In the Galleries: Representations of Migration

In her book Borderlands/La Fontera: The New Mestiza (1987), Chicana theorist, scholar, and poet Gloria Anzaldúa states that “The U.S.-Mexican border es una herida abierta [an open wound] where the Third World grates against the first and bleeds.” The U.S.-Mexico border has long been a place where life and death decisions are made in the name of a better life. Students in SP254: Aquí Estamos: Latinx in the 20th and 21st Centuries engaged with ways that representations of migration in the Retablos both challenge and reify racialized, gendered, and class narratives of people crossing the border. In engaging with these Retablos students were asked to explore the different ways in which the various mothers, fathers, brothers, and sisters represented in the art put into question ideas of belonging in the U.S. The students’ interpretations reveal the complicated reality of the open wound that is the U.S.-Mexico border.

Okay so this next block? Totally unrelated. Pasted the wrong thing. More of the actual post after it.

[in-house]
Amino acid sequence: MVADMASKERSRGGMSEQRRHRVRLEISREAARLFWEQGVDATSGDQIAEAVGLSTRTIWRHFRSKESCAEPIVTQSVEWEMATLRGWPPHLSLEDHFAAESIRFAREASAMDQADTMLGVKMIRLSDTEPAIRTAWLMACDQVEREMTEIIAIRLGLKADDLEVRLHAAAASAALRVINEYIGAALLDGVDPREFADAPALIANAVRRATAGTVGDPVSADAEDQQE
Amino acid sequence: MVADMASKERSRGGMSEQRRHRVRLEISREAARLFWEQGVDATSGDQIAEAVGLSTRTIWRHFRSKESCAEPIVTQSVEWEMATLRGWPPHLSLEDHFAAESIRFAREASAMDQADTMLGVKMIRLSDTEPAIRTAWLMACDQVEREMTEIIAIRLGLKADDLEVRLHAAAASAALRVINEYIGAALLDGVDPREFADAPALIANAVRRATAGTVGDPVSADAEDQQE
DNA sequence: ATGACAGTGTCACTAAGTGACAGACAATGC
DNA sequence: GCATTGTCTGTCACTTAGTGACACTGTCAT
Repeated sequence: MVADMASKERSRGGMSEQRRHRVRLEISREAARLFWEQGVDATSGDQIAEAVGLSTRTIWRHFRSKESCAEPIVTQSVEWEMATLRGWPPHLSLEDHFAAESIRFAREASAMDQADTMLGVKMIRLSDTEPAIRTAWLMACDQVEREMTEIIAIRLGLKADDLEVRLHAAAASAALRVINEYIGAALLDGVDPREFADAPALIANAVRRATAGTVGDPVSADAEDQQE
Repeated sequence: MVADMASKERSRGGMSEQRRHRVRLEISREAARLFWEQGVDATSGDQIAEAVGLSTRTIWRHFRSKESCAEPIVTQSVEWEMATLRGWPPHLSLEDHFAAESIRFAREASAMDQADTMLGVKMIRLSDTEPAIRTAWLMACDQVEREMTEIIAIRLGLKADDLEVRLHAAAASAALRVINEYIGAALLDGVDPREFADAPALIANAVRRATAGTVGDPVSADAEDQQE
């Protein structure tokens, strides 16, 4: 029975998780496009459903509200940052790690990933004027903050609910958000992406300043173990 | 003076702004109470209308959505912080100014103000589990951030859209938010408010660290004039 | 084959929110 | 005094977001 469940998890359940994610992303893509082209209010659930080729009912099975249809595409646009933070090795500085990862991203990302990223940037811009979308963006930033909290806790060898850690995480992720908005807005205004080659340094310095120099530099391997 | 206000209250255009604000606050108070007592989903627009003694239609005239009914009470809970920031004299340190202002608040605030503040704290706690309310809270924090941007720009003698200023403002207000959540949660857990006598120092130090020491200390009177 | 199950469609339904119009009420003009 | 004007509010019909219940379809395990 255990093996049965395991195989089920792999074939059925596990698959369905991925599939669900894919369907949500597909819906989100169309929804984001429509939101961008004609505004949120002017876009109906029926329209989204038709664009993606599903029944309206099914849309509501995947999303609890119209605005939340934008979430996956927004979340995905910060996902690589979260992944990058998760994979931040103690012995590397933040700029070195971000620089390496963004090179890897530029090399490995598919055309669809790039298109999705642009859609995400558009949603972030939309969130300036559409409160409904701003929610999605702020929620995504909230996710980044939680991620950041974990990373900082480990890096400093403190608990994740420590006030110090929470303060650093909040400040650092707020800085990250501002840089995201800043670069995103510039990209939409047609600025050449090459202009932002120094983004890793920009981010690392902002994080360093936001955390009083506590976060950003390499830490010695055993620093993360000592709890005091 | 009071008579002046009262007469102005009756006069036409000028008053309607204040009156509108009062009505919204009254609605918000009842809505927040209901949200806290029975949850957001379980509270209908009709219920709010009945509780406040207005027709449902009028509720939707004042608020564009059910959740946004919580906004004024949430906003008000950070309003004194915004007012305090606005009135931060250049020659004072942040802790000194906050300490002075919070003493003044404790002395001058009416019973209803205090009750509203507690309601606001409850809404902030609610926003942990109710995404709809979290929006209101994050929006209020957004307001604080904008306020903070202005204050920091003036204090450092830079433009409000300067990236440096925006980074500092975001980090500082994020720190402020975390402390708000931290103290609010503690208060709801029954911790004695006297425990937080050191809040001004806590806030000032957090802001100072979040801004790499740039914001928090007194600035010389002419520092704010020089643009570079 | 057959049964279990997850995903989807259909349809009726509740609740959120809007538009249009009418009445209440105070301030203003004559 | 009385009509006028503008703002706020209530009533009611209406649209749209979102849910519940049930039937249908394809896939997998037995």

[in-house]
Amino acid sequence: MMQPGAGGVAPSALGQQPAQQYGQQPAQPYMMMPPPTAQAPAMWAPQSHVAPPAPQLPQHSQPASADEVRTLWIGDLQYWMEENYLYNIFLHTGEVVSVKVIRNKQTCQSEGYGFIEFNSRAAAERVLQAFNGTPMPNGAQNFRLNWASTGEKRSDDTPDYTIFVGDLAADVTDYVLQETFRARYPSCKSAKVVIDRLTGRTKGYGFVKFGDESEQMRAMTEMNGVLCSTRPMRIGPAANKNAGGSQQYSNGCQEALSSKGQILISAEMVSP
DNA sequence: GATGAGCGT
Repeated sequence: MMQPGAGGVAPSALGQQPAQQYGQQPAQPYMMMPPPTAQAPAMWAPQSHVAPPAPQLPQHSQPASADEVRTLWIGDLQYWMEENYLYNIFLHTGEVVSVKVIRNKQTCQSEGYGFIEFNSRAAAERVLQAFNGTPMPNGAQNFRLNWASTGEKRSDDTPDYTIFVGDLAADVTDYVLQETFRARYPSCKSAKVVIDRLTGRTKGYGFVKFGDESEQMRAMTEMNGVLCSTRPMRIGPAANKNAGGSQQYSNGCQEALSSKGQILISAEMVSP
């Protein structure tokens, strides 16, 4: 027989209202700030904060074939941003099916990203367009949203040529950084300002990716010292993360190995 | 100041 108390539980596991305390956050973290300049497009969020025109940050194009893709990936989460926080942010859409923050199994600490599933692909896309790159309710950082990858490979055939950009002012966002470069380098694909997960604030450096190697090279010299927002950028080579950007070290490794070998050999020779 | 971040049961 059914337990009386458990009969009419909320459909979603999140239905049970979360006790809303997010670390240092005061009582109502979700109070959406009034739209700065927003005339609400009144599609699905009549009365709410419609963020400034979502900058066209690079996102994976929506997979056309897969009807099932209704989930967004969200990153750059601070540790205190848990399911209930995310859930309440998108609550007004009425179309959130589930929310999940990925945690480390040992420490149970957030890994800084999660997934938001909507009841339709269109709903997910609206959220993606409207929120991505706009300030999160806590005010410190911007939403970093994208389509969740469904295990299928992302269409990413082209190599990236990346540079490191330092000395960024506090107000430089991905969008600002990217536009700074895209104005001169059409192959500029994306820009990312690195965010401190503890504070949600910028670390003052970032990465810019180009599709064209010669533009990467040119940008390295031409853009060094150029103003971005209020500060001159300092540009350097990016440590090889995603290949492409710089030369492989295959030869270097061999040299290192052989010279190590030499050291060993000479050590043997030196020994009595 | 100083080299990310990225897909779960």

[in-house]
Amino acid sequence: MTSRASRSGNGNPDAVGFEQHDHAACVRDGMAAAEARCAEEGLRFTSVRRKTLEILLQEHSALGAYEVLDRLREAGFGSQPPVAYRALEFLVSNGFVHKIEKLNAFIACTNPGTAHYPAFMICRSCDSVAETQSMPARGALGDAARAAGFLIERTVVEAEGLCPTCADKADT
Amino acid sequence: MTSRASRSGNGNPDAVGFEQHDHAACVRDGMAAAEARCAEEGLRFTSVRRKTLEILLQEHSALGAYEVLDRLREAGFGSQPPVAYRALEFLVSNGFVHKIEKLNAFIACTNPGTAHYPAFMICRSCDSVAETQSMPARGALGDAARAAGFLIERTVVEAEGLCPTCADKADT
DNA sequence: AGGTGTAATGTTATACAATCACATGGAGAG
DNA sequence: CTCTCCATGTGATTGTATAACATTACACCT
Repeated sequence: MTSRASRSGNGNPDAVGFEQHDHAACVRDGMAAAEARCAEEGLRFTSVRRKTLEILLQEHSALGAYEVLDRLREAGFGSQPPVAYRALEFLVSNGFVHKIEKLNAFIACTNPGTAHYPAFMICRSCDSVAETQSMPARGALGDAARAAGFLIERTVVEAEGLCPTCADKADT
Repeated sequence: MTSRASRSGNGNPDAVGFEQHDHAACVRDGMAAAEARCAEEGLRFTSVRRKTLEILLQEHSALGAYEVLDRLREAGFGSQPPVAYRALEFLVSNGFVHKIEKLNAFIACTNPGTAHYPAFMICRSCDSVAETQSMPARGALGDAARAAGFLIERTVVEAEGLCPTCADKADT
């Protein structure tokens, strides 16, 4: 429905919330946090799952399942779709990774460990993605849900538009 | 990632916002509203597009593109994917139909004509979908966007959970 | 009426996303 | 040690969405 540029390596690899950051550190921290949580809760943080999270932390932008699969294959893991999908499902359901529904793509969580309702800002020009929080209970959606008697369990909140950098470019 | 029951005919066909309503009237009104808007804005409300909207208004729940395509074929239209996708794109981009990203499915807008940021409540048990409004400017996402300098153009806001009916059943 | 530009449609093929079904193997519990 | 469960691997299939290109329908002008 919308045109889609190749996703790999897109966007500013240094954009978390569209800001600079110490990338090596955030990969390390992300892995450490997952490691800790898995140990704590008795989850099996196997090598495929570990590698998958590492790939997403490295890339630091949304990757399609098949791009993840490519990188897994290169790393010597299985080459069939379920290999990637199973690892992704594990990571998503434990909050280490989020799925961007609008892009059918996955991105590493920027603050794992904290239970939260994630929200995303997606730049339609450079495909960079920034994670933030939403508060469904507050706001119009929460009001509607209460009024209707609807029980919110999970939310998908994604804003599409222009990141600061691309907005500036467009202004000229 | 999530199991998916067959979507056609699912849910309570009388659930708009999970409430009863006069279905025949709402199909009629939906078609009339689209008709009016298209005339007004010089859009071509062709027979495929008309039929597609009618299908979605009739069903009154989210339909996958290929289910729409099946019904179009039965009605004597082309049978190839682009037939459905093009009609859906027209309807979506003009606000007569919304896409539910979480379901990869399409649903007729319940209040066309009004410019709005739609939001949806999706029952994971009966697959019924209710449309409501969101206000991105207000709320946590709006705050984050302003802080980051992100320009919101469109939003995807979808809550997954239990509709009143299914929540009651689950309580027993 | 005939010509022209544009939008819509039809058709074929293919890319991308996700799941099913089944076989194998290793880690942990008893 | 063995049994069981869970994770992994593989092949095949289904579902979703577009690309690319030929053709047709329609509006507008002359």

-Nicolás Ramos Flores, Assistant Professor of Spanish

Students recorded their interpretations of Retablos in the Colby Museum’s exhibition Miracles on the Border: Retablos of Mexican Migrants to the United States. Navigate through the playlist by selecting a video from the drop-down menu on the upper right side of the frame: